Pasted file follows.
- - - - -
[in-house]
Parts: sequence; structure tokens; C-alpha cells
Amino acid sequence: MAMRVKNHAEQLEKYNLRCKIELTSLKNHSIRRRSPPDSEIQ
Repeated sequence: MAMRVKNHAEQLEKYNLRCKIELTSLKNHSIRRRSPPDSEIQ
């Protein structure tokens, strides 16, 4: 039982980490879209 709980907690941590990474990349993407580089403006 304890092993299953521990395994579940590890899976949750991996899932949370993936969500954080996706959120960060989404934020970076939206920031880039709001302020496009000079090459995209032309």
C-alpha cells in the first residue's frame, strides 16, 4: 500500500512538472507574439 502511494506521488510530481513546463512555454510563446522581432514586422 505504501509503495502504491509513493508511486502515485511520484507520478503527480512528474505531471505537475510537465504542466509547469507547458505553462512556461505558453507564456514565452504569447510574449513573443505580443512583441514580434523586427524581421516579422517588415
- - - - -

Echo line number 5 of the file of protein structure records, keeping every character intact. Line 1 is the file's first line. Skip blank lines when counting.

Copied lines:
């Protein structure tokens, strides 16, 4: 039982980490879209 709980907690941590990474990349993407580089403006 304890092993299953521990395994579940590890899976949750991996899932949370993936969500954080996706959120960060989404934020970076939206920031880039709001302020496009000079090459995209032309």